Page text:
Waking in the dark I fumbled for my watch to switch off the alarm. Today my eyes would see the sun rise over one of the world's greatest man-made achievements: Angkor Wat. From 802-1220 A.D, during the days of the great Khmer Empire this vast Kingdom set about building over one-hundred stone temples to honour the Hindu gods, in particular Vishnu who is represented at Angkor Wat as the symbol of Hindu cosmology. At that time the Khmer empire stretched from China to the Bay of Bengal and it seems much was known by these people about the movement of the stars, and in particular a phenomenon known as the precession of the equinoxes. Consequently much of the positioning of these great temples and details about their North/South orientation was considered in conjunction with the stars in the sky.
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Only the Gods were deemed worthy enough to live in a stone building, and so the rest of this once large metropolis was made of wood, the houses, palaces and political structures. And anything made of wood in this tropical climate is unlikely to stand the test of time. Hence the strange appearance of this land, all temples and jungle. As if the hands that built it were but morning dew on a jasmine flower, by the afternoon of their legacy, all trace of human dwelling was gone. Angkor Wat, the largest religious building in the world, on a scale that would make most medieval or modern day complexes seem a tad underdone, manages not to intimidate the visitor. The grace of its proportions hides a behemoth of architectural grandeur. And the visual outline of its central tower no less calming than the closed lotus bud from which is is styled.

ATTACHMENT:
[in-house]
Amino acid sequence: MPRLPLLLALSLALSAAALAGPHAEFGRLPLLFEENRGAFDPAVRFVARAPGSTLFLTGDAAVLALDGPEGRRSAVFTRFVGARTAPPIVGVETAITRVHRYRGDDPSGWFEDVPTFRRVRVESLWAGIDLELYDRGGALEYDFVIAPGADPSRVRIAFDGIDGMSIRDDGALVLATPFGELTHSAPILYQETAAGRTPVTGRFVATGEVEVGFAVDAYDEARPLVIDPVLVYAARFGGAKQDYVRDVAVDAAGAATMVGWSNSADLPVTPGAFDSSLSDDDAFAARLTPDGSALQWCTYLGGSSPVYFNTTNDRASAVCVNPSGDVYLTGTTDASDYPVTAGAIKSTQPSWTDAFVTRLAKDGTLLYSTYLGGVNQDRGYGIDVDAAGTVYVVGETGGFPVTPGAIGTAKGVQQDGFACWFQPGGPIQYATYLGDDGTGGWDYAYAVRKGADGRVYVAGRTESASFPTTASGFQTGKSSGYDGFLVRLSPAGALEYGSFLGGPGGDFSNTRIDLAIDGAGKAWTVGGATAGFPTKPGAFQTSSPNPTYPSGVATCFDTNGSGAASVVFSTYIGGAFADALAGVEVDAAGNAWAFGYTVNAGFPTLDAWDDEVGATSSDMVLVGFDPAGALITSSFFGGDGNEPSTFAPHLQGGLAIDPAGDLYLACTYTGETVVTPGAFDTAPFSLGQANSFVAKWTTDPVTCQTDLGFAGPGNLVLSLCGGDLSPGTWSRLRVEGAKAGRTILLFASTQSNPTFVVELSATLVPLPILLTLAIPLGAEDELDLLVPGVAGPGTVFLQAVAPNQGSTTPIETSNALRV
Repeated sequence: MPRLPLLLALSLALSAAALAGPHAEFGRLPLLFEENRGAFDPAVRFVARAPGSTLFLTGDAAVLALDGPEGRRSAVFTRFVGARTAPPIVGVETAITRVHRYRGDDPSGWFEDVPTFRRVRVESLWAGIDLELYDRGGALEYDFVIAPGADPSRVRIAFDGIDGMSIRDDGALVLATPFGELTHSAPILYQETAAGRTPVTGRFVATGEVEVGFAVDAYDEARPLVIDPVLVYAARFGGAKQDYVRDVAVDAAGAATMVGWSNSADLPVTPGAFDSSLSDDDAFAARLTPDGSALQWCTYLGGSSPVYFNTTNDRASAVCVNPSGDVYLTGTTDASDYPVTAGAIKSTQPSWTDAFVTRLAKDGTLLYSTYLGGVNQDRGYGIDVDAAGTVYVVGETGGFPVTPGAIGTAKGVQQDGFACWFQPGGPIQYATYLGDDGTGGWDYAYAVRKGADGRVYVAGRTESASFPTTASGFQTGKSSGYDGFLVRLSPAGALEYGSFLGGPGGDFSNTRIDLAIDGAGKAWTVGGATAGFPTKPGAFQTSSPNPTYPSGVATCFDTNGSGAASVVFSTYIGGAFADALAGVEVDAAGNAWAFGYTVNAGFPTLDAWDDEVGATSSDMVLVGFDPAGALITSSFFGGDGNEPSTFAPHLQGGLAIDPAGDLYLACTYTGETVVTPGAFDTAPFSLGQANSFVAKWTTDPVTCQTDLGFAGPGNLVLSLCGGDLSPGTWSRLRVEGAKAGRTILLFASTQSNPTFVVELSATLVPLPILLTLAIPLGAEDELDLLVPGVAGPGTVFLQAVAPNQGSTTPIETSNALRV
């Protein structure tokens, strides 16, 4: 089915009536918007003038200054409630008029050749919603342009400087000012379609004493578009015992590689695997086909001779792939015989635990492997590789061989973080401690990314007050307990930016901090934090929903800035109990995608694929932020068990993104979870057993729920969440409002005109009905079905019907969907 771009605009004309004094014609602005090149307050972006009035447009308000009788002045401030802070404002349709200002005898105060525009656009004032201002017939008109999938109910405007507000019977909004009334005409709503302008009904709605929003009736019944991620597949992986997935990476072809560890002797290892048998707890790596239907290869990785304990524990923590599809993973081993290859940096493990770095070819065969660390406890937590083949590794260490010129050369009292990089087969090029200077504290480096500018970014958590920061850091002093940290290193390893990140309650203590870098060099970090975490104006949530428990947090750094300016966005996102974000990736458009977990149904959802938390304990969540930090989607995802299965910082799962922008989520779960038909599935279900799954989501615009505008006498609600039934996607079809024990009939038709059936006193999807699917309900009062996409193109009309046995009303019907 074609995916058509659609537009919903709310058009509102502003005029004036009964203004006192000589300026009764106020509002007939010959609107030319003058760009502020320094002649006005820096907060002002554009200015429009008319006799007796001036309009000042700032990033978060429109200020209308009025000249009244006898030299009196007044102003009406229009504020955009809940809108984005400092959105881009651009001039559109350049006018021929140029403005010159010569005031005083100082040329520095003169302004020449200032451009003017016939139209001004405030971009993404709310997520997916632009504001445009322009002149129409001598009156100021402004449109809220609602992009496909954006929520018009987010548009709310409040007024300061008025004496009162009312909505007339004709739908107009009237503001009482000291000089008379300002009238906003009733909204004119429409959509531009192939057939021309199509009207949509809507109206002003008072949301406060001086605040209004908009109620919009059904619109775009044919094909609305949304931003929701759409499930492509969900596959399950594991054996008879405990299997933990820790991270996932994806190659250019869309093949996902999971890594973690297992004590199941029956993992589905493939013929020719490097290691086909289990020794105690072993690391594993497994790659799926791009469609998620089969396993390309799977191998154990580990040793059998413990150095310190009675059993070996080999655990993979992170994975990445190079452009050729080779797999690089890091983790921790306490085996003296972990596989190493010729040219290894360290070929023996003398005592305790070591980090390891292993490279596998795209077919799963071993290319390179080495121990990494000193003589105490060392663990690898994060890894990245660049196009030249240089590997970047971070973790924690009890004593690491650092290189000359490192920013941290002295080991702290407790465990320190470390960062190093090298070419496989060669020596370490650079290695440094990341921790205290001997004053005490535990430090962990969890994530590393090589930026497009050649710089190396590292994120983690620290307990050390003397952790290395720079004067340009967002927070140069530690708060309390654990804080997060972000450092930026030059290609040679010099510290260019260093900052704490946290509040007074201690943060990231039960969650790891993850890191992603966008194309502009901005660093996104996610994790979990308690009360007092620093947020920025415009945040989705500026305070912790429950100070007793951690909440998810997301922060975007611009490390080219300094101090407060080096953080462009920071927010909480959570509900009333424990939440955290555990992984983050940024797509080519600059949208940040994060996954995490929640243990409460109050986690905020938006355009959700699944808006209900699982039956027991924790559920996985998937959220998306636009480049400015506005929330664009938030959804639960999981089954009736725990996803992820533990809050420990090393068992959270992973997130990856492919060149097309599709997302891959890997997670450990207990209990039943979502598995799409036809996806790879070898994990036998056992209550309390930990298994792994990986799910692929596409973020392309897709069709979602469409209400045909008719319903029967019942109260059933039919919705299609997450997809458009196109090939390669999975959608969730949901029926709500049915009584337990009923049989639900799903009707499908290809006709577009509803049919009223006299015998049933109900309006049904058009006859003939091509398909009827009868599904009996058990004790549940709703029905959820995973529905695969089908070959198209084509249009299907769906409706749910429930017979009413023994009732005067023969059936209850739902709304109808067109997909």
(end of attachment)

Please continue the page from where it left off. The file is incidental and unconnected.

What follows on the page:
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The rush of pre-dawn tuk-tuks plied the roads of Siem Reap like migrating salmon, I'd negotiated my ride with Mr T and would spend the majority of the day moving from one temple to another in searing heat and humidity; a Russian with nearly no English tagged along. The cool of the morning prepared the ingredients for a long hot day ahead. I walked across the stone bridge leading to Angkor Wat. Crossing the water took some time, the square moat is 600 feet wide and from the air must have looked most impressive. Once inside the grounds and past the walls of this magisterial creation the sense of scale doesn't occur to you as you stroll around, it's an amazing deception that could have only been achieved with forethought and expertise. One thing that does strike you is the realisation that there is hardly a stone left uncarved. Depictions of religious tales, decorative outlines, statues of supernatural apsaras the Kingdom's most beautiful and gifted dancers. It was all carved into the building by hand. The years gone by and the looters have taken their toll, but the restoration of these temples has been approached with a soft touch and by highly-trained artisans. Angkor Wat is as mysterious as it is impressive. I was still struggling to picture the events that would have taken place here. I wanted so much to feel a sense of activity, a sense of what was. But as usual I could only look on and admire the remnants of what was left.